Define and break down your search

It is important to acknowledge that there is no easy way to find evidence. Barriers in your professional life might also make the process of finding evidence even more challenging. These include:

  • Time constraints
  • Not knowing which information is useful or relevant
  • Costs associated with certain sources like academic journals

Nonetheless, there are ways to make the process quicker and more productive. As a first step, you should consider what your topic or question is and ensure that what you’re asking has an answer.

To clarify your question ask yourself the following questions:

  • Why? Why are you interested in this topic? Think about the purpose of your inquiry. Are you hoping to understand, determine, improve or affect something?
  • What? What kind of evidence do you want or not want? Are you looking for case studies or academic sources? Are you looking for evidence of impact or a comparison?
  • Where? Is the place or setting important? Are you interested in a particular setting, context or country?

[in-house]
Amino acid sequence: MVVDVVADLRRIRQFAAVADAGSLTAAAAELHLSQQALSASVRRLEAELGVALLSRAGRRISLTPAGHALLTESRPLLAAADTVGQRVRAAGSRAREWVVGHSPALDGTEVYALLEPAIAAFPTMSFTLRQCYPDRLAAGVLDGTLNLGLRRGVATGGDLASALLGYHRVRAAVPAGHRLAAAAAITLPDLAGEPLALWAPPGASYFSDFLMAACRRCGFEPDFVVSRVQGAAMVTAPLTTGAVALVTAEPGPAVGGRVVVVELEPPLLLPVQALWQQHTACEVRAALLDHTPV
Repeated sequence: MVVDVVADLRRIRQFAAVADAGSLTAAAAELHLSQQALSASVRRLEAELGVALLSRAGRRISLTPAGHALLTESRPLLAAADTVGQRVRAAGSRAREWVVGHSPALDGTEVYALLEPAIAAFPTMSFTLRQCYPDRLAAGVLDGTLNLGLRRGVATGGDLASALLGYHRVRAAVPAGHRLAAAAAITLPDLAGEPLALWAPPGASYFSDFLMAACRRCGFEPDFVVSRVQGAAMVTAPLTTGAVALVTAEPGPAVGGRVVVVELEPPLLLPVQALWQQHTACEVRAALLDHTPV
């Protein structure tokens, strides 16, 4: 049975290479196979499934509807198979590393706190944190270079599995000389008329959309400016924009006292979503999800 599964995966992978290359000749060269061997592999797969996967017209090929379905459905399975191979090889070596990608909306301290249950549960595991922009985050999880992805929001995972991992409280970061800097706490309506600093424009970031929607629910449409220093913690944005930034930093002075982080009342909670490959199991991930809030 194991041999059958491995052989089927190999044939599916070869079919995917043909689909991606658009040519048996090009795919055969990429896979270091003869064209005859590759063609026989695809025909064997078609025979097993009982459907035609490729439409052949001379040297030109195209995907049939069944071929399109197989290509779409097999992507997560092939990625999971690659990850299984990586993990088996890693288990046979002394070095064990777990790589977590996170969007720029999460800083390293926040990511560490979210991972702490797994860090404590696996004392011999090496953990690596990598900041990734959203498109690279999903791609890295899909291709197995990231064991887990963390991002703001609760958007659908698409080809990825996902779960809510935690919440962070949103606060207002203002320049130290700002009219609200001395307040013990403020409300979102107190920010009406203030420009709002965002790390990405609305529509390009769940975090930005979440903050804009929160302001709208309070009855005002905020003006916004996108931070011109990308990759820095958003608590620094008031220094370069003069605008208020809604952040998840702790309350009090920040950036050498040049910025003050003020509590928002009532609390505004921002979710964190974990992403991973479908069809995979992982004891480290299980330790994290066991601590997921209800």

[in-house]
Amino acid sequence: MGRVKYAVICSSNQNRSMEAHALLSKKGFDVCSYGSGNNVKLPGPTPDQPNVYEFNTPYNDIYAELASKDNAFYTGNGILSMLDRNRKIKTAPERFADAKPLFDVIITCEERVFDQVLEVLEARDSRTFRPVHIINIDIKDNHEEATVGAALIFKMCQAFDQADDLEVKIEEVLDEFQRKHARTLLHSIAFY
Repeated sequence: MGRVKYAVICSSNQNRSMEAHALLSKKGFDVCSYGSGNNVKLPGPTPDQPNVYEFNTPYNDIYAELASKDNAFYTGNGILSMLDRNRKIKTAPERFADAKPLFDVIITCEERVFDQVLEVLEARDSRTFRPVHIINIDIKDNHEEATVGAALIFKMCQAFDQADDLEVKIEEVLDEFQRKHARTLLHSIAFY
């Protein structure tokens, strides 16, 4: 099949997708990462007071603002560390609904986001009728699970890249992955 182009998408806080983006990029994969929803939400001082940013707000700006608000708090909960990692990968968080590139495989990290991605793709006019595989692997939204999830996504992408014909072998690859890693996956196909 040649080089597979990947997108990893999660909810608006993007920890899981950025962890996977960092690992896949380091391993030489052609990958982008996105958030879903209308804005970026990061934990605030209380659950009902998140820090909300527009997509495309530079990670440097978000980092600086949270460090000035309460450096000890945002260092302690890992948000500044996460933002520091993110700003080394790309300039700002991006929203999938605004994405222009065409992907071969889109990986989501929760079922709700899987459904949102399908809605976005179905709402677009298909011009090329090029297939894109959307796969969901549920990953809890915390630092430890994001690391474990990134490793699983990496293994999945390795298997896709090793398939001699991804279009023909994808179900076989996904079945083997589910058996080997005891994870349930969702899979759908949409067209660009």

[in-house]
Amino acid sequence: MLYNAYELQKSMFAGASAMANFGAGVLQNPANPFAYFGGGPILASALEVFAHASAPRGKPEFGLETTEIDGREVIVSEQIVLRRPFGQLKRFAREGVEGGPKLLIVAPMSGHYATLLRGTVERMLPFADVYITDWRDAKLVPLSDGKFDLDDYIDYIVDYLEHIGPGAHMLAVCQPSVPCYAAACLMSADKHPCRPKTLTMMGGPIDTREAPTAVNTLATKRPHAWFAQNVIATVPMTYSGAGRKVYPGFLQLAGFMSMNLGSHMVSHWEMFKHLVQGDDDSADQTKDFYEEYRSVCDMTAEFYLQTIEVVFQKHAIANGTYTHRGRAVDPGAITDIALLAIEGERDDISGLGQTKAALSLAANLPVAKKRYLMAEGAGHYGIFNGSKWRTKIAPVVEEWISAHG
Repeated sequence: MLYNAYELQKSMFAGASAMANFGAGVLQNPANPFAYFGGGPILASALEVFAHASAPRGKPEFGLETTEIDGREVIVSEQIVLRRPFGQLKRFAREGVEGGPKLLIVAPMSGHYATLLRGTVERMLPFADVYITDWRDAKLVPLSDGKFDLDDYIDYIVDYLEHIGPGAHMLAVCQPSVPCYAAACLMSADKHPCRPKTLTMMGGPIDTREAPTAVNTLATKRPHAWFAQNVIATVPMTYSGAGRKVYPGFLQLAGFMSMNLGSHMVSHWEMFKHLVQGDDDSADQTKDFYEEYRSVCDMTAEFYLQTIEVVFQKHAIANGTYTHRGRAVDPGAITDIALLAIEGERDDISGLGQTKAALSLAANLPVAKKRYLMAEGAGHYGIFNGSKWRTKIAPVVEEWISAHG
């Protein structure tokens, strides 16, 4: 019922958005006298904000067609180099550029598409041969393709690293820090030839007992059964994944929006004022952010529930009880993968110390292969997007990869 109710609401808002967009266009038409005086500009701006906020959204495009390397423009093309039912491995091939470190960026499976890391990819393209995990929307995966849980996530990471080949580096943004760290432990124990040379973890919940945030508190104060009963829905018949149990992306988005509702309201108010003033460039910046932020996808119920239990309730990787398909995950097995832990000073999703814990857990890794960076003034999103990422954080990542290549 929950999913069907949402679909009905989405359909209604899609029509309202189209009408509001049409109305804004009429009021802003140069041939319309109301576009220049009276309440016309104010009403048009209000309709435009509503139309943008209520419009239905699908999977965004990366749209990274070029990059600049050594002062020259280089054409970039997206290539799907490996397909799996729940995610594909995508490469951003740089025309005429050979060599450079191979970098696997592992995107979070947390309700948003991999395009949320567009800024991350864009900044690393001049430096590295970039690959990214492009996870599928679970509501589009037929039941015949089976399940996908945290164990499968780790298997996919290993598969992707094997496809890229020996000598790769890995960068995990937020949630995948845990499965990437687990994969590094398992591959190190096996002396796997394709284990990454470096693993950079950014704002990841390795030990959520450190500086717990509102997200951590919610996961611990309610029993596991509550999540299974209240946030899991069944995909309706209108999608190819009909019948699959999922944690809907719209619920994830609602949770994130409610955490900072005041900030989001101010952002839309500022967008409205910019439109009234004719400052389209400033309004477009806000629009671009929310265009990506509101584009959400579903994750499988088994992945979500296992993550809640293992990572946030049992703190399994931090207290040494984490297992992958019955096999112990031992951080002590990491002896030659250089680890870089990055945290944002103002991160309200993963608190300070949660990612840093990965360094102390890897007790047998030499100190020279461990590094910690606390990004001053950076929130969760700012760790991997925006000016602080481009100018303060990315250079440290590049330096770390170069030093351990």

• Who? Is there a specific population that you’re interested in, such as young people, women, older people, people with disabilities? Are you interested in certain characteristics like age, ethnicity or gender?
  • How? How are you going to use the information? Are you planning to use the evidence for changing practice or policy, for funding applications or training? Do you need information from a certain time period or by a certain date?

This exercise is not a prescriptive method but a way to get you to think and reflect about your topic. The focus is not on getting the answer ‘right’ but on thinking through your question to gain clarity.